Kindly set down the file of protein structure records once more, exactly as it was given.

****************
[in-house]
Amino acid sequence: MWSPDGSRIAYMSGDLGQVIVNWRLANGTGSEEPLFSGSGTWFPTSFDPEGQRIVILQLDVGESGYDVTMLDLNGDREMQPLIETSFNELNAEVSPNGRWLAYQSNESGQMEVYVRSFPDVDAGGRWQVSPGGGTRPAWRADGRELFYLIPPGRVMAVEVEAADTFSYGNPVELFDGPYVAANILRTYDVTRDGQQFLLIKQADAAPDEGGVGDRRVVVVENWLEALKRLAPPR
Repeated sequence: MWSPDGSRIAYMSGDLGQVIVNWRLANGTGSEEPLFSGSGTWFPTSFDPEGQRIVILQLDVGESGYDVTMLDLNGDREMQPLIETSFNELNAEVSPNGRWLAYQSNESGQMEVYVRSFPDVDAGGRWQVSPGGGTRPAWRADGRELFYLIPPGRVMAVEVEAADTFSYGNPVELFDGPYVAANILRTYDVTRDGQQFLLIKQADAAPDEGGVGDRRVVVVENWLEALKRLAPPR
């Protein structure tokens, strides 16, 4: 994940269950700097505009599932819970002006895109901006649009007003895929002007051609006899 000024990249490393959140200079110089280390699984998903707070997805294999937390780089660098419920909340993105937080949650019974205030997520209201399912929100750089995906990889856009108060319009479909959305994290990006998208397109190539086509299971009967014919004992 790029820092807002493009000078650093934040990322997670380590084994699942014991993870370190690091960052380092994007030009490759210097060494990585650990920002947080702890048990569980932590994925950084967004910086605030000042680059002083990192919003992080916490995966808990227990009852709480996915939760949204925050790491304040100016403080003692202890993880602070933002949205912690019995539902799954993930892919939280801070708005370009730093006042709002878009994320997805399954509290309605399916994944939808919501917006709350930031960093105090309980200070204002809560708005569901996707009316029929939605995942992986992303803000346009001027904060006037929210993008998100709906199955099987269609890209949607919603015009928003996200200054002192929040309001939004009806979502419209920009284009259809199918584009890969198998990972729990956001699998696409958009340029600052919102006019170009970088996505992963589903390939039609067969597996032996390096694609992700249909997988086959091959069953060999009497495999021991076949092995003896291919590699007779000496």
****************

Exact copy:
[in-house]
Amino acid sequence: MWSPDGSRIAYMSGDLGQVIVNWRLANGTGSEEPLFSGSGTWFPTSFDPEGQRIVILQLDVGESGYDVTMLDLNGDREMQPLIETSFNELNAEVSPNGRWLAYQSNESGQMEVYVRSFPDVDAGGRWQVSPGGGTRPAWRADGRELFYLIPPGRVMAVEVEAADTFSYGNPVELFDGPYVAANILRTYDVTRDGQQFLLIKQADAAPDEGGVGDRRVVVVENWLEALKRLAPPR
Repeated sequence: MWSPDGSRIAYMSGDLGQVIVNWRLANGTGSEEPLFSGSGTWFPTSFDPEGQRIVILQLDVGESGYDVTMLDLNGDREMQPLIETSFNELNAEVSPNGRWLAYQSNESGQMEVYVRSFPDVDAGGRWQVSPGGGTRPAWRADGRELFYLIPPGRVMAVEVEAADTFSYGNPVELFDGPYVAANILRTYDVTRDGQQFLLIKQADAAPDEGGVGDRRVVVVENWLEALKRLAPPR
């Protein structure tokens, strides 16, 4: 994940269950700097505009599932819970002006895109901006649009007003895929002007051609006899 000024990249490393959140200079110089280390699984998903707070997805294999937390780089660098419920909340993105937080949650019974205030997520209201399912929100750089995906990889856009108060319009479909959305994290990006998208397109190539086509299971009967014919004992 790029820092807002493009000078650093934040990322997670380590084994699942014991993870370190690091960052380092994007030009490759210097060494990585650990920002947080702890048990569980932590994925950084967004910086605030000042680059002083990192919003992080916490995966808990227990009852709480996915939760949204925050790491304040100016403080003692202890993880602070933002949205912690019995539902799954993930892919939280801070708005370009730093006042709002878009994320997805399954509290309605399916994944939808919501917006709350930031960093105090309980200070204002809560708005569901996707009316029929939605995942992986992303803000346009001027904060006037929210993008998100709906199955099987269609890209949607919603015009928003996200200054002192929040309001939004009806979502419209920009284009259809199918584009890969198998990972729990956001699998696409958009340029600052919102006019170009970088996505992963589903390939039609067969597996032996390096694609992700249909997988086959091959069953060999009497495999021991076949092995003896291919590699007779000496």